Long after research contradicts common medical practices, patients continue to demand them and physicians continue to deliver. The result is an epidemic of unnecessary and unhelpful treatments.
First, listen to the story with the happy ending: At 61, the executive was in excellent health. His blood pressure was a bit high, but everything else looked good, and he exercised regularly. Then he had a scare. He went for a brisk post-lunch walk on a cool winter day, and his chest began to hurt. Back inside his office, he sat down, and the pain disappeared as quickly as it had come.
That night, he thought more about it: middle-aged man, high blood pressure, stressful job, chest discomfort. The next day, he went to a local emergency department. Doctors determined that the man had not suffered a heart attack and that the electrical activity of his heart was completely normal. All signs suggested that the executive had stable angina—chest pain that occurs when the heart muscle is getting less blood-borne oxygen than it needs, often because an artery is partially blocked.
Millions of Americans are worried that Donald Trump is an ominous figure. Investors have another theory: maybe not.
Donald Trump so permeates the collective consciousness of the country that it is hard to imagine now living in a world without him. But there is one place where the president seems to be relatively invisible—the U.S. stock market.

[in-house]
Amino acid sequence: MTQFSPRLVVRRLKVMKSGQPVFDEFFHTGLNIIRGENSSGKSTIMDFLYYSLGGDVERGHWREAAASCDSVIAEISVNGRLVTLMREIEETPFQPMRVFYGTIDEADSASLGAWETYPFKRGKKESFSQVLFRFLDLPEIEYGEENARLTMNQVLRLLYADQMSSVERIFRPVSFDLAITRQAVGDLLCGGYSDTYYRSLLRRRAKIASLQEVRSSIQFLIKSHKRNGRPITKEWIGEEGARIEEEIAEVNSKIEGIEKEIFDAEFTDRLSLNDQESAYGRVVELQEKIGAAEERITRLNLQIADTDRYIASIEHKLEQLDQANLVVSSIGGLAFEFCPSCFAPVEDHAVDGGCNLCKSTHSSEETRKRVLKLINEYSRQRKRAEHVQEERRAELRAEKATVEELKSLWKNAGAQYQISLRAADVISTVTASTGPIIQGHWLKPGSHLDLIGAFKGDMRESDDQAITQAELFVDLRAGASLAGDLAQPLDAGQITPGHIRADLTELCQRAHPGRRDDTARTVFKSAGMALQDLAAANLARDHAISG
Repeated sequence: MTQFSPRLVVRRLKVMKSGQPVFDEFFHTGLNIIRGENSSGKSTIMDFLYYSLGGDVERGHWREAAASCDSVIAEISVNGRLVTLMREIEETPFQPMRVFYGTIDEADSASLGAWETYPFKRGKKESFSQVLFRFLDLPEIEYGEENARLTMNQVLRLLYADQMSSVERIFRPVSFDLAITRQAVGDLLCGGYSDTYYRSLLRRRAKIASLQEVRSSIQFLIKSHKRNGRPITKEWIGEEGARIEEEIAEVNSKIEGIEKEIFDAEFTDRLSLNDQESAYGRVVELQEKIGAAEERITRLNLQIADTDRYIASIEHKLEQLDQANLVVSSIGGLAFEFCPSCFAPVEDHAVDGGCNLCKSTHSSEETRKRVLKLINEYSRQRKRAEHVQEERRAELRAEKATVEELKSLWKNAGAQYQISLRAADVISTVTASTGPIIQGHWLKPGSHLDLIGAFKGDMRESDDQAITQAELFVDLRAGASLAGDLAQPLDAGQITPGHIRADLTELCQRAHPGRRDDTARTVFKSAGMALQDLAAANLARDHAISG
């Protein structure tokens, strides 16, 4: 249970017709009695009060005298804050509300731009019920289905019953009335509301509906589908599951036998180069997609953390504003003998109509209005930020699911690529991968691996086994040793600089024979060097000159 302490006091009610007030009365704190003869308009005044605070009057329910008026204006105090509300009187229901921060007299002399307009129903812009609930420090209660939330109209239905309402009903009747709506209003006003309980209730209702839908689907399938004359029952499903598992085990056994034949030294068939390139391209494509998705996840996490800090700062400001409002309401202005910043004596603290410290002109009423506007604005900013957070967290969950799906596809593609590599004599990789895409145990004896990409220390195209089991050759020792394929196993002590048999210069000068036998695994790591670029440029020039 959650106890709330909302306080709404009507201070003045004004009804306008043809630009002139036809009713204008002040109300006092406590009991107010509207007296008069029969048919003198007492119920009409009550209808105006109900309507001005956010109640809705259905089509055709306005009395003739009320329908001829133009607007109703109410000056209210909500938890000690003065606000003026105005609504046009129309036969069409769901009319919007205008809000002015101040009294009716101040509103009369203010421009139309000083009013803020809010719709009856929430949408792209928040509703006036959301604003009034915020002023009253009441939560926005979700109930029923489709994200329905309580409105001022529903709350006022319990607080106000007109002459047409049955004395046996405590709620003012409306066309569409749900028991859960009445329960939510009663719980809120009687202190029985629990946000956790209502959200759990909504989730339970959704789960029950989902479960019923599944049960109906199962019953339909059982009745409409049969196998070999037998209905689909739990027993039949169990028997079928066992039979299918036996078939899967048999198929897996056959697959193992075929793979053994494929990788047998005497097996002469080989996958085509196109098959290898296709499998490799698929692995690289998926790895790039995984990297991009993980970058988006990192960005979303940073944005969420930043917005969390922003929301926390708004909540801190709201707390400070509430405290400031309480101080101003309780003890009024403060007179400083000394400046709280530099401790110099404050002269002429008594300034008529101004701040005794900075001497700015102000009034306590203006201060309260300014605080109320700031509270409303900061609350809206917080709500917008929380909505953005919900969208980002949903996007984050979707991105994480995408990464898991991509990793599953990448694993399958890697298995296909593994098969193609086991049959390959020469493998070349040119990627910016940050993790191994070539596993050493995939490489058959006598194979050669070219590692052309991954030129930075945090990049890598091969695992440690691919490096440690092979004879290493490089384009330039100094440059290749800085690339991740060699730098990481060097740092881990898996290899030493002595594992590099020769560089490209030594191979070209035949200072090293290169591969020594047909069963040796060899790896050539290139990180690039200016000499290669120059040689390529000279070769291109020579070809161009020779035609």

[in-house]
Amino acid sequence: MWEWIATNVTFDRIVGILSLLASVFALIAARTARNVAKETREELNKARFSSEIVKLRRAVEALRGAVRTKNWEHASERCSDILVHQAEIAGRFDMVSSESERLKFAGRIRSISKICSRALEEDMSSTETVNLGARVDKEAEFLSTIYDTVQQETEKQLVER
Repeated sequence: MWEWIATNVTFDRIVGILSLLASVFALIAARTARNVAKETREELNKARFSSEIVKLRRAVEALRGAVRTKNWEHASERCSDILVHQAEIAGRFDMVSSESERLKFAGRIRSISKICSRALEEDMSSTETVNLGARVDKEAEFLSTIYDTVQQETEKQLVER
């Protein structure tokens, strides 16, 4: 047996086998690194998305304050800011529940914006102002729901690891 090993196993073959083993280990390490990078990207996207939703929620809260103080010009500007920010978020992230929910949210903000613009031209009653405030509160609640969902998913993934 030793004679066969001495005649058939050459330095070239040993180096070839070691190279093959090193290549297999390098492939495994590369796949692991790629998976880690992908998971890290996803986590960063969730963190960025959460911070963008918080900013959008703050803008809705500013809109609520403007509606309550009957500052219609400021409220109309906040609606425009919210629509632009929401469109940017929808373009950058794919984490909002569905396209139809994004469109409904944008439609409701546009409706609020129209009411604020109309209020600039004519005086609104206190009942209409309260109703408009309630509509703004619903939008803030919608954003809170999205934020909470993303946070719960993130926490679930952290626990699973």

The Dow, S&P, and Nasdaq have set record highs in the months after Trump’s election. On Thursday, the Dow has its tenth consecutive record closing in a row, at 20,810. This is happening, despite the fact that investors seemed terrified of a Trump presidency in the general election campaign. Trump came into office promising to antagonize America’s allies and economic partners while crushing the international establishment. None of this is particularly favorable to multinational corporations. Even worse, Trump’s first few weeks in office were a maelstrom of hasty lawmaking and furious backtracking, exactly the sort of behavior one might consider a threat to the all-important “certainty” that markets ostensibly crave. What’s more, mainstream economists are nearly united in their certainty that Trump’s core policies, like scrapping free trade agreements while severely limiting immigration, would be bad for the country.
Tucker Carlson’s latest reinvention is guided by a simple principle—a staunch aversion to whatever his right-minded neighbors believe.
Tucker Carlson is selling me hard on the swamp. It is an unseasonably warm afternoon in late January, and we are seated at a corner table in Monocle, an upscale Capitol Hill restaurant frequented by the Fox News star. (Carlson, who typically skips breakfast and spends dinnertime on the air, is a fan of the long, luxurious, multi-course lunch, and when I requested an interview he proposed we do it here.) As we scan the menus, I mention that I’ll be moving soon to the Washington area, and he promptly launches into an enthusiastic recitation of the district’s many virtues and amenities.
“I’m so pathetically eager for people to love D.C.,” he admits. “It’s so sad. It’s like I work for the chamber of commerce or something.”
Waymo is suing Uber, and says a former employee stole nearly 10 gigabytes of secret files.